Veitch identified a few favorites, mentioning the late Angel Penna Sr., P.G. Johnson and Scotty Schulhofer and current top New York trainers Shug McGaughey, Nick Zito, Jim Bond and Rick Violette.

“For heaven’s sake there’s so many,” Veitch said. “In my mind I’m wandering through the grounds on both sides of Union Avenue thinking of people.”

Many of those individuals are members of the Hall of Fame, which along with the Oklahoma Training Track holds a special place in Veitch’s heart. He also enjoyed a longtime association with the recently retired Mark Cusano on the Capital OTB Network’s weekly Saturday television program “Down The Stretch,” which aired its final episode Nov. 18.

JohnMikeVeitchVeitch is a longtime trustee of the National Museum of Racing and Hall of Fame and served the organization in several ways through the years, including as chairman of the Historic Review Committee and as a member the Nominating Committee. A member of the Saratoga Springs History Museum’s Hall of Fame, Veitch introduced several Racing Hall of Fame inductees through the years and said being there in 2007 when his cousin and trainer John Veitch was inducted “was a life highlight.” (At right, with John Veitch in Saratoga. Tod Marks Photo)

A lot changed in racing and publishing since he landed at The Saratogian in the summer of 1979, a position he secured after he learned longtime Turf writer Landon Manning was close to retirement. He wrote an editor at the paper a letter expressing his interest and started contributing during the Saratoga meet. The weekly column “Eye on Racing” followed shortly thereafter, before it became a twice-weekly column.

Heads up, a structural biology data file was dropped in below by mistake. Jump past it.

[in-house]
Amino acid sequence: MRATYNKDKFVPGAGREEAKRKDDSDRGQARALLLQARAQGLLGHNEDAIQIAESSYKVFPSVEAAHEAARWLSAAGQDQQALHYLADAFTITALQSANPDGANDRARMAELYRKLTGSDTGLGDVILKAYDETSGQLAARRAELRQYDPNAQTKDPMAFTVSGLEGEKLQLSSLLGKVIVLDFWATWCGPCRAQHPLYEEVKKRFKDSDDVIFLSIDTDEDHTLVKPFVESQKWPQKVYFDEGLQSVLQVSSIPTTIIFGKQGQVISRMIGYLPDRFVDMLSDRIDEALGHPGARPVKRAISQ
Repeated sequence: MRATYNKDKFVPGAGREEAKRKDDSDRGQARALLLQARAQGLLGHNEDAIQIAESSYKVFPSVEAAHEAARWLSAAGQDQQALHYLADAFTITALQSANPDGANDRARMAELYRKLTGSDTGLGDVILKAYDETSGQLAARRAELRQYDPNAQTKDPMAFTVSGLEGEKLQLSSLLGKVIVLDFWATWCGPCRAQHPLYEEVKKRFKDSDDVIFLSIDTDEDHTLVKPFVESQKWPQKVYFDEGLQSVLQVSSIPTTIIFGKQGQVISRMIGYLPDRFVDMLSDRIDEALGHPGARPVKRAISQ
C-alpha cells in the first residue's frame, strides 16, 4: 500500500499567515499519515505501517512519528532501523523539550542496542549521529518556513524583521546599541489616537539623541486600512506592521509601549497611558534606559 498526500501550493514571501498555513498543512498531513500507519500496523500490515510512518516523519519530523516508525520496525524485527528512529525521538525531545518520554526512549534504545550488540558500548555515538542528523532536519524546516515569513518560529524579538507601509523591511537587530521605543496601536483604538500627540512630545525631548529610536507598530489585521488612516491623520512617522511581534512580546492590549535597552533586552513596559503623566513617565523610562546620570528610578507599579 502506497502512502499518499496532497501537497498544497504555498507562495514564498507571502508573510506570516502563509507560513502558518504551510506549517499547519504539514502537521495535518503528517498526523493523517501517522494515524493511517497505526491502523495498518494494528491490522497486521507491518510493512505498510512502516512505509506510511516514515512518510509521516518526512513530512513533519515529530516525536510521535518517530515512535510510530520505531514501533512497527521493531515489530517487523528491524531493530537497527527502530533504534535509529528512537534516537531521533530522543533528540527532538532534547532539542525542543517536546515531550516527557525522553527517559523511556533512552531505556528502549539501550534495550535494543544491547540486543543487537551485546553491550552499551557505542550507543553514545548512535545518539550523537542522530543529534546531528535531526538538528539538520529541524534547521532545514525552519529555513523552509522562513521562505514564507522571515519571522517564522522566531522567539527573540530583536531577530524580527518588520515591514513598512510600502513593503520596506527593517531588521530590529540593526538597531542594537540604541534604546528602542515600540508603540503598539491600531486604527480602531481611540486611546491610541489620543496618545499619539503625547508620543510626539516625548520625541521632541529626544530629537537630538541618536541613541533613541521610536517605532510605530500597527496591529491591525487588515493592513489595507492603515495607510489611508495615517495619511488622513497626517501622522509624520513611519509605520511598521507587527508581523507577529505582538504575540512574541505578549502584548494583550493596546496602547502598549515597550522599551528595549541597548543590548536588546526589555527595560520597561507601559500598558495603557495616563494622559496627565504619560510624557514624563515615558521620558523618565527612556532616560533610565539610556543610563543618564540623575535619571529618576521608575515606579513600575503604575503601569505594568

He probably wrote about 3,500 columns during that time – that’s purely an estimate – and scores of other news reports, previews, features and other pieces about racing. The way it was done changed significantly over the years. During the early years Veitch would report to The Saratogian’s offices on Lake Avenue and type his columns on a typewriter to be printed in the paper’s evening edition. Later they were sent via email from a computer in his home office.

“If it were racing related, stakes-race related, the most important thing would be to get the facts correct,” Veitch said. “Then I also liked to put the result of that race in context in terms of whether it’s during Saratoga, what it meant to that trainer, where that horse stood, that sort of thing.

“If it was on the order of an industry piece, that took a lot of time. I would very often make sure I touched base with the NYRA president, the political person involved, whatever it was about. I very seldom wrote about something like ethat without touching base and just saying, ‘I’m going to go with this topic, is this part factually correct?’ That would be half the time, the other time it would be pure commentary and something that came off the top of my head. The way I viewed something.”